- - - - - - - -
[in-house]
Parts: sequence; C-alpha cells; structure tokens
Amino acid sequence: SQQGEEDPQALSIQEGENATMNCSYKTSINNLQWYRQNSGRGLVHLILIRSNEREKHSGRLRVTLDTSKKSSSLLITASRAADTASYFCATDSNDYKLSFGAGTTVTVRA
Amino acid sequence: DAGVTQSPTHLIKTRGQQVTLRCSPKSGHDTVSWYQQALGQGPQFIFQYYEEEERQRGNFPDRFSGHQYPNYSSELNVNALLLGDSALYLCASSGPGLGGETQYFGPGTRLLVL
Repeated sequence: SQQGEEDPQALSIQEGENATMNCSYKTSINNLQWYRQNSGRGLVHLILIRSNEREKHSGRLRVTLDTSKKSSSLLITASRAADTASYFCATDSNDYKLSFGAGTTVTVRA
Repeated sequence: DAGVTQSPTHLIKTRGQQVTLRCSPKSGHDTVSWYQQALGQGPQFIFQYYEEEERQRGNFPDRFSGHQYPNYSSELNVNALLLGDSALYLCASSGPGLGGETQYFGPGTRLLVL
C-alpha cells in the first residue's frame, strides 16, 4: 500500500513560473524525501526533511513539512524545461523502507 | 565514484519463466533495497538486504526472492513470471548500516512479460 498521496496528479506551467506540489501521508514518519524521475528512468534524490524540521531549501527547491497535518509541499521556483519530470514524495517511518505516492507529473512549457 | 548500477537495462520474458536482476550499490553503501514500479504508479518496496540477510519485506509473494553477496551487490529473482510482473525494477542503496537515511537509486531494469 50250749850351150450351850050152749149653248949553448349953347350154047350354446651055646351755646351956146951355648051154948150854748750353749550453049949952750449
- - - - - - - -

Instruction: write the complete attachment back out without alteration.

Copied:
[in-house]
Parts: sequence; C-alpha cells; structure tokens
Amino acid sequence: SQQGEEDPQALSIQEGENATMNCSYKTSINNLQWYRQNSGRGLVHLILIRSNEREKHSGRLRVTLDTSKKSSSLLITASRAADTASYFCATDSNDYKLSFGAGTTVTVRA
Amino acid sequence: DAGVTQSPTHLIKTRGQQVTLRCSPKSGHDTVSWYQQALGQGPQFIFQYYEEEERQRGNFPDRFSGHQYPNYSSELNVNALLLGDSALYLCASSGPGLGGETQYFGPGTRLLVL
Repeated sequence: SQQGEEDPQALSIQEGENATMNCSYKTSINNLQWYRQNSGRGLVHLILIRSNEREKHSGRLRVTLDTSKKSSSLLITASRAADTASYFCATDSNDYKLSFGAGTTVTVRA
Repeated sequence: DAGVTQSPTHLIKTRGQQVTLRCSPKSGHDTVSWYQQALGQGPQFIFQYYEEEERQRGNFPDRFSGHQYPNYSSELNVNALLLGDSALYLCASSGPGLGGETQYFGPGTRLLVL
C-alpha cells in the first residue's frame, strides 16, 4: 500500500513560473524525501526533511513539512524545461523502507 | 565514484519463466533495497538486504526472492513470471548500516512479460 498521496496528479506551467506540489501521508514518519524521475528512468534524490524540521531549501527547491497535518509541499521556483519530470514524495517511518505516492507529473512549457 | 548500477537495462520474458536482476550499490553503501514500479504508479518496496540477510519485506509473494553477496551487490529473482510482473525494477542503496537515511537509486531494469 50250749850351150450351850050152749149653248949553448349953347350154047350354446651055646351755646351956146951355648051154948150854748750353749550453049949952750449